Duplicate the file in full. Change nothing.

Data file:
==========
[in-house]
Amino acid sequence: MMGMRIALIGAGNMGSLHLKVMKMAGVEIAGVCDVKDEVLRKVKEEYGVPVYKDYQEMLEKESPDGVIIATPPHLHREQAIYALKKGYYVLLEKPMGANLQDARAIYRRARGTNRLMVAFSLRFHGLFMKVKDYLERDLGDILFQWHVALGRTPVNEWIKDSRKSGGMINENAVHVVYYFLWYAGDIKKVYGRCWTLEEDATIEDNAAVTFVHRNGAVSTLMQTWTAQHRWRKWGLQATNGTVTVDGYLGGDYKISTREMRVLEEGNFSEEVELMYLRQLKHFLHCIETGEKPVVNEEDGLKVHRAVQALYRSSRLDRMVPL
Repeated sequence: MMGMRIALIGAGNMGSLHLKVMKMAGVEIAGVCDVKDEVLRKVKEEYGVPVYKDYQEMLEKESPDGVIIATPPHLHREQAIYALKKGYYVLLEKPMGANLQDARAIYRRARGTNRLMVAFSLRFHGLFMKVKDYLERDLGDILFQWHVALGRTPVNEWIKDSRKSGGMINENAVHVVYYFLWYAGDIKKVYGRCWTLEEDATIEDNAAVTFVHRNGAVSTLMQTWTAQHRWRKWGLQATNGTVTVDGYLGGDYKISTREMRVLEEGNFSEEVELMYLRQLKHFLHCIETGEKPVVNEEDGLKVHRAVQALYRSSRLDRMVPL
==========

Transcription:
[in-house]
Amino acid sequence: MMGMRIALIGAGNMGSLHLKVMKMAGVEIAGVCDVKDEVLRKVKEEYGVPVYKDYQEMLEKESPDGVIIATPPHLHREQAIYALKKGYYVLLEKPMGANLQDARAIYRRARGTNRLMVAFSLRFHGLFMKVKDYLERDLGDILFQWHVALGRTPVNEWIKDSRKSGGMINENAVHVVYYFLWYAGDIKKVYGRCWTLEEDATIEDNAAVTFVHRNGAVSTLMQTWTAQHRWRKWGLQATNGTVTVDGYLGGDYKISTREMRVLEEGNFSEEVELMYLRQLKHFLHCIETGEKPVVNEEDGLKVHRAVQALYRSSRLDRMVPL
Repeated sequence: MMGMRIALIGAGNMGSLHLKVMKMAGVEIAGVCDVKDEVLRKVKEEYGVPVYKDYQEMLEKESPDGVIIATPPHLHREQAIYALKKGYYVLLEKPMGANLQDARAIYRRARGTNRLMVAFSLRFHGLFMKVKDYLERDLGDILFQWHVALGRTPVNEWIKDSRKSGGMINENAVHVVYYFLWYAGDIKKVYGRCWTLEEDATIEDNAAVTFVHRNGAVSTLMQTWTAQHRWRKWGLQATNGTVTVDGYLGGDYKISTREMRVLEEGNFSEEVELMYLRQLKHFLHCIETGEKPVVNEEDGLKVHRAVQALYRSSRLDRMVPL